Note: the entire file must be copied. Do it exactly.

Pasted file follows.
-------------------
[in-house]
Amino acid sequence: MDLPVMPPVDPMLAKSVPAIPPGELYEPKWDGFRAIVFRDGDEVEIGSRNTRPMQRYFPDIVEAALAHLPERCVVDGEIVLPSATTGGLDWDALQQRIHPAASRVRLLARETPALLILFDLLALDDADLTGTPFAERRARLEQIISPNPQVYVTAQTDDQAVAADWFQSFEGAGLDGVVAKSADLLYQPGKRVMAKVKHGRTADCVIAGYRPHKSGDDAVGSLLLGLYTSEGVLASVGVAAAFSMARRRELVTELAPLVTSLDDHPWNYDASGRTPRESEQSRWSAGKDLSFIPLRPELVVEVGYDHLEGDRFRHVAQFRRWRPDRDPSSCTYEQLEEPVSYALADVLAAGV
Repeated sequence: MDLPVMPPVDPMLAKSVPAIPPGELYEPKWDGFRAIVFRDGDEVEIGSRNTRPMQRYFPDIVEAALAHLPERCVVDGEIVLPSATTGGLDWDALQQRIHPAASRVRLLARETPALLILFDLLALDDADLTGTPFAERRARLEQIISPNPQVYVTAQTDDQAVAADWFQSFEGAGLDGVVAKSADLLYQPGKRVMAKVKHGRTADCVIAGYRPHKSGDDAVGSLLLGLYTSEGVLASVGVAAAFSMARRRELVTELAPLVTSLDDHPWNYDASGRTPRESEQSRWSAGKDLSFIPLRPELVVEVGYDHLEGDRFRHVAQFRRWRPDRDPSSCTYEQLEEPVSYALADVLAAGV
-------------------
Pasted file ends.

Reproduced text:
[in-house]
Amino acid sequence: MDLPVMPPVDPMLAKSVPAIPPGELYEPKWDGFRAIVFRDGDEVEIGSRNTRPMQRYFPDIVEAALAHLPERCVVDGEIVLPSATTGGLDWDALQQRIHPAASRVRLLARETPALLILFDLLALDDADLTGTPFAERRARLEQIISPNPQVYVTAQTDDQAVAADWFQSFEGAGLDGVVAKSADLLYQPGKRVMAKVKHGRTADCVIAGYRPHKSGDDAVGSLLLGLYTSEGVLASVGVAAAFSMARRRELVTELAPLVTSLDDHPWNYDASGRTPRESEQSRWSAGKDLSFIPLRPELVVEVGYDHLEGDRFRHVAQFRRWRPDRDPSSCTYEQLEEPVSYALADVLAAGV
Repeated sequence: MDLPVMPPVDPMLAKSVPAIPPGELYEPKWDGFRAIVFRDGDEVEIGSRNTRPMQRYFPDIVEAALAHLPERCVVDGEIVLPSATTGGLDWDALQQRIHPAASRVRLLARETPALLILFDLLALDDADLTGTPFAERRARLEQIISPNPQVYVTAQTDDQAVAADWFQSFEGAGLDGVVAKSADLLYQPGKRVMAKVKHGRTADCVIAGYRPHKSGDDAVGSLLLGLYTSEGVLASVGVAAAFSMARRRELVTELAPLVTSLDDHPWNYDASGRTPRESEQSRWSAGKDLSFIPLRPELVVEVGYDHLEGDRFRHVAQFRRWRPDRDPSSCTYEQLEEPVSYALADVLAAGV